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TESS VIGELAND: They were able to beat off the recession for a while, but high-end retailers are starting to feel it. Today Mastercard reports that sales of luxury goods dropped nearly 35 percent in the first week of December, compared to the same week last year.
Even for those shoppers who can still afford to splurge, flaunting your buying power is out. These days it’s better to keep things behind closed doors. At least that what’s some retailers are hoping for.
Marketplace’s Stacey Vanek-Smith reports.
STACEY VANEK-SMITH: Every night I come home to a mailbox choked with catalogs — Saks, Dolce & Gabbana, Tiffany’s . . . even the epic Neiman Marcus Christmas book. Who do these retailers think lives in my apartment? Does Neiman’s really expect me to drop $1,700 on a pair of Christian LeBoutin fringe boots? That’s more than my rent.
And these catalogs are glossy and gorgeous and cost a lot to produce. Why would retailers spend so much to barrage people like me with luxuries we can’t afford? Here’s Milton Pedraza, CEO of the Luxury Institute.
Milton Pedraza: Direct mail, as messy and clunky and wasteful as it is, still works extremely well. And there’s a great interaction between a catalog and the Internet.
And nobody has to know you’ve been shopping. Perfect for the new inconspicuous consumer like investment banker Robin Harris. Her Madison Avenue office is in the heart of New York’s luxury shopping district. But these days her buying sprees sound like this: [sound of typing]
Robin Harris: People used to have bag envy, if you walked down the street and saw a woman carrying tons of designer bags. Now it’s way too showy. And so for packages to come discreetly to your door at home is much better than coming back into the office after lunch with three or four bags.
Better for bottom lines, too. Luxury sales are down by more than a third this year, but online luxury buys are up. And it’s not all about shopping on the down-low. Plunging property values and stock portfolios have even the wealthiest consumers looking for deals.
Lynn Franco is a consumer economist at the Conference Board.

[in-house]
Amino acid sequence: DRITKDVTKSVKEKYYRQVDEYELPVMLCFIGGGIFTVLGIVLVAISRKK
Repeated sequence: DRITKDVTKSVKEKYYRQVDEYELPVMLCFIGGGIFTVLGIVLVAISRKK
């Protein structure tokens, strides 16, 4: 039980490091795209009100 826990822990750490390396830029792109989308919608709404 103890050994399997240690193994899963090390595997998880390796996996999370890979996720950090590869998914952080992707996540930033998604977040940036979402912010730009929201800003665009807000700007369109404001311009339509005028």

Lynn Franco: Consumers are turning to the Internet for, you know, bargains, incentives, free shipping, easy returns.
Harris: I am logging on.
Investment banker Robin Harris is a member of Ideeli — an invitation-only shopping site, where members can buy designer goods at big discounts. CEO Paul Hurley says sales are climbing 30 percent a month. And he says street-shy shoppers aren’t the only ones trying to be inconspicuous. Luxury retailers don’t want to risk hurting their brands by discounting in public.
Paul Hurley: The deals are behind a wall. It means that not everybody’s going to see that. And that’s a big, big portion of this.
It’s also a chance for designers to try the Internet on for size. Sites for Prada, Gucci and Fendi are slick but limited. Only about a third of luxury retailers actually sell their stuff online.
Consultant Milton Pedraza says that’s going to change.
MILTON PEDRAZA: It’s not just, you know, another channel anymore. And the Internet, I think, will become probably the most important channel for many luxury brands.
So maybe those fancy catalogs I’m getting aren’t such a waste. When the economy gets a little better and I actually have a couple extra grand, I am so buying those Christan Leboutin boots.
In Los Angeles, I’m Stacey Vanek-Smith for Marketplace.
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